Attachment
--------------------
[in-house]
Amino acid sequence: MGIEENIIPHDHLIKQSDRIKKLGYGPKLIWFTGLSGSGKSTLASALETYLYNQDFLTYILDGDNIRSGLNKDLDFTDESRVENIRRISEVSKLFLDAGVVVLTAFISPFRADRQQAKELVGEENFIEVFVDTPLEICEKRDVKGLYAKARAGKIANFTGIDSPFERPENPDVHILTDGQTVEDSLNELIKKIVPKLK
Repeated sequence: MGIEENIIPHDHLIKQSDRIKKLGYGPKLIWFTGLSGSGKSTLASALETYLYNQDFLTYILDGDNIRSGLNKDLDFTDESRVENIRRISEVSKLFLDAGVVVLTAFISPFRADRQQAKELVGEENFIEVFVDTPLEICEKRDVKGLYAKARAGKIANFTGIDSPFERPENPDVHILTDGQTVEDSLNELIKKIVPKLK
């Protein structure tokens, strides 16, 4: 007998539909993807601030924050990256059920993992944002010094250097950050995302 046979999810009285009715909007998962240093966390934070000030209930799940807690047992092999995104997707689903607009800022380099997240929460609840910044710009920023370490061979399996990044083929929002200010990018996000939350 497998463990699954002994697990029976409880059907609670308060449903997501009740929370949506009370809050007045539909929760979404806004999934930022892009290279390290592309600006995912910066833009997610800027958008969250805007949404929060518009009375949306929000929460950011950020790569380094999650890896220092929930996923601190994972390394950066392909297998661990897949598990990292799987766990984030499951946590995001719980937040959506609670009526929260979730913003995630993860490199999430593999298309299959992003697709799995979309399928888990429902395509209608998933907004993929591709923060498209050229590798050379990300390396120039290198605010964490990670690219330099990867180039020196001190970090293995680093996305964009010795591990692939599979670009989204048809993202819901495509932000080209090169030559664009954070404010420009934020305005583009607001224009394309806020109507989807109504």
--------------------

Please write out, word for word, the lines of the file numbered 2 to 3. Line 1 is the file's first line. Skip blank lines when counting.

Amino acid sequence: MGIEENIIPHDHLIKQSDRIKKLGYGPKLIWFTGLSGSGKSTLASALETYLYNQDFLTYILDGDNIRSGLNKDLDFTDESRVENIRRISEVSKLFLDAGVVVLTAFISPFRADRQQAKELVGEENFIEVFVDTPLEICEKRDVKGLYAKARAGKIANFTGIDSPFERPENPDVHILTDGQTVEDSLNELIKKIVPKLK
Repeated sequence: MGIEENIIPHDHLIKQSDRIKKLGYGPKLIWFTGLSGSGKSTLASALETYLYNQDFLTYILDGDNIRSGLNKDLDFTDESRVENIRRISEVSKLFLDAGVVVLTAFISPFRADRQQAKELVGEENFIEVFVDTPLEICEKRDVKGLYAKARAGKIANFTGIDSPFERPENPDVHILTDGQTVEDSLNELIKKIVPKLK